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Gold and Black Illustrated, Vol 27, Digital 5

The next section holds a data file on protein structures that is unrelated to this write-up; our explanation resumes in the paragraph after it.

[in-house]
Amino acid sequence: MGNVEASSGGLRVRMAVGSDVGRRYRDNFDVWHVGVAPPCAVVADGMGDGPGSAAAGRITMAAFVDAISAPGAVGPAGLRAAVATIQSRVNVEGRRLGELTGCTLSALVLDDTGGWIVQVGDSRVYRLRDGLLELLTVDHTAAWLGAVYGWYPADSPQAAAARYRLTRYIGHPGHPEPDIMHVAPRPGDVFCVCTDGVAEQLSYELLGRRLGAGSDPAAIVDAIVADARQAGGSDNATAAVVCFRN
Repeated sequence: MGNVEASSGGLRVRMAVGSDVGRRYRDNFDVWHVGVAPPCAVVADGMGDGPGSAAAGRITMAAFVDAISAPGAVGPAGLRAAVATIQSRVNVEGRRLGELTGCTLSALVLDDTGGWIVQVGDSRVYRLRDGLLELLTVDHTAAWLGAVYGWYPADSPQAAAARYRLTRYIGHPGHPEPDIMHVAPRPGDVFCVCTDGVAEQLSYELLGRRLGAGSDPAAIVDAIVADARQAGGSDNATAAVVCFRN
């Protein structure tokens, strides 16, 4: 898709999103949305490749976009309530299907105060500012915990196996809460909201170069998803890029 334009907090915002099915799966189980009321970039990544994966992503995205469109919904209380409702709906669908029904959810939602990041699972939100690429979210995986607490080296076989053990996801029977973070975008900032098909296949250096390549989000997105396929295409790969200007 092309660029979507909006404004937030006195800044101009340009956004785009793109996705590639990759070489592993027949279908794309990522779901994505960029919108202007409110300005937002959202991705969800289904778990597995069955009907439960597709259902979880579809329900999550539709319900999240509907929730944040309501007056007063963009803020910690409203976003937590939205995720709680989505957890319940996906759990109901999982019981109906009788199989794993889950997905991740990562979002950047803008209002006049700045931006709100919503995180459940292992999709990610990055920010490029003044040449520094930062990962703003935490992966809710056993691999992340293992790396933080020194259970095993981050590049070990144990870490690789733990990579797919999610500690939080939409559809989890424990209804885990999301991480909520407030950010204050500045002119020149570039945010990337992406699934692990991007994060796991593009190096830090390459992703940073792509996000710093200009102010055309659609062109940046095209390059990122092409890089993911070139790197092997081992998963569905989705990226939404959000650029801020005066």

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Carsen Edwards 3 6-0 • G • So. The rookie guard was bound to experience some inconsistency given the delicate balance he was asked to strike between the über- aggressiveness that's made him the player he is and the sort of decision- making Purdue needed from him. There were indeed ups and downs, but way more ups than downs, and many more ups to come. Edwards' immediate impact was profound and a pleasant surprise, but the best is yet to come. He has to keep learning and improve on defense, but he may be bound for stardom at Purdue, which hasn't had many guards like him. P.J. Thompson 11 5-10 • G • Sr. The rock-solid point guard, leader and big-shot-maker has played like a senior for a few years now. Now, he actually is one, back for his final season as Purdue's point man. At this point in his career, Thompson probably is what he is with minimal up-side, but what he's been has been good enough for the Boilermakers to win an awful lot of games with lately. Vincent Edwards 12 6-8 • F • Sr. If he comes back for his senior season — he's put his name in the NBA draft for the second consecutive spring and has 'til May 24 to finalize his plans — Edwards could be poised for big things. If Caleb Swanigan goes pro, his usage should go through the roof, and the Edwards that ended this season in the NCAA Tournament looked like a player poised to be the Boilermakers' next alpha. Ryan Cline 14 6-5 • G • Jr. Cline made strides as a sophomore after his season got off to a rocky start, and wound up a starter in the postseason. The most likely scenario probably has Carsen Edwards moving back into the starting unit, but no matter what, Cline will be a key contributor. He's a big-time shooter, he's improved off the dribble, gotten stronger and progressed defensively more than he's given credit for. Jacquil Taylor 23 6-10 • F/C • Jr. Purdue can't possibly have any idea what to expect from the injury- riddled big man and may have to view anything it gets from him as a pleasant surprise. He's simply not been able to stay healthy, undercutting his career, just as his big opportunity would otherwise loom. He may be a candidate one day for an eligibility waiver, but it would be silly to look too far ahead in this case. His history suggests nothing should be taken for granted. Dakota Mathias 31 6-4 • G • Sr. Mathias easily could have been named to the back end of the All- Big Ten list this season after a junior year in which he was a key element to all that made Purdue such a prolific offensive team, all while he improved so much on defense that he made some of the Boilermakers' presumed glaring weaknesses much less so. He was named to the Big Ten's All-Defense team and was the best shooter on one of the country's best shooting teams and the best passer on one of its highest-scoring teams. Isaac Haas 44 7-2 • C • Sr. Haas also has his name in the NBA draft but would seem like the most likely of Purdue's three water-testers to return next season, for a variety of reasons. Should he, he will move back into the primary center role for the Boilermakers, who'd miss Swanigan's skill at the 5 — among other things — but would have to scheme to play to foul-magnet Haas' strengths best it can. He has been a dominant player at times in his Purdue career, but the Boilermakers would need more consistency from him. Caleb Swanigan 50 6-9 • F/C • So. The All-American has left the door open to return for another season, but you might consider the chances of him actually coming back to be minute. If he does leave — and every indication is that his time is now — then Purdue ought to simply wish him well and thank him for his time. This was one of the most impressive seasons the program has ever seen, and he was honored accordingly, with a first-team spot on every All-America team that matters and finalist status for both the Wooden Award and Naismith Trophy. Matt Haarms 32 7-3 • F/C • R-Fr. It was coup for the 2017 signee to enroll in January and get his inevitable redshirt year out of the way while getting to practice against Swanigan and be part of a championship team. The young big man has made progress physically, but there's work left to do. He'll never be a player defined by strength or power, though. What he will be defined by, Purdue hopes, is his ability to shoot and dribble and the mobility and length that the Boilermakers should be able to put to good use on defense. Nojel Eastern — 6-6 • G • Fr. The rookie guard will give Purdue almost unparalleled size in its backcourt, to be utilized in any number of roles. Eastern's an excellent passer who would seem positioned to the Boilermakers' No. 2 point guard next season, but also his defensive capabilities on the wing should afford Purdue some flexibility to assign him to guard at least three positions, if not four, matchups permitting. Eden Ewing — 6-9 • F • Jr. Even if Purdue brings most of its NBA dabblers back, Ewing's athleticism alone could find him a distinct niche. He's likely to primarily play power forward for the Boilermakers, but might be able to play on the wing some, as well. He can shoot the ball some from the perimeter, but may not possess quite the skill level Purdue's had at his position before, between Swanigan and Vincent Edwards, Robbie Hummel long before. Sasha Stefanovic — 6-5 • G • Fr. You never know what's going to happen, but it would seem like Purdue can certainly bring the freshman shooting guard along slowly, if not redshirt him. It's just difficult to see where the minutes are going to come from with Mathias and Cline — the same general profile of player as Stefanovic — back as upperclassmen. But Purdue has wanted a shooter in every class and Stefanovic is just that. Aaron Wheeler — 6-8 • 8 • Fr. The common thread among this freshman class is that it makes Purdue a more athletic and longer team. Wheeler might be the face of it. Strength will be an area to develop for the wiry 6-foot-8, 190-pound wing, but he is tall and athletic, can shoot and handle and is coming off a season in which he helped his Brewster Academy team go 33-0 against some of the best competition in the country. This is the proverbial high-ceiling player that Purdue will have to develop, but he's walking in the door trending upward. Deep Bench Grady Eifert 24 6-6 • F • Jr. Tommy Luce 15 5-10 • G • So. Boilermakers Meet The GOLD AND BLACK ILLUSTRATED VOLUME 27, ISSUE 5 64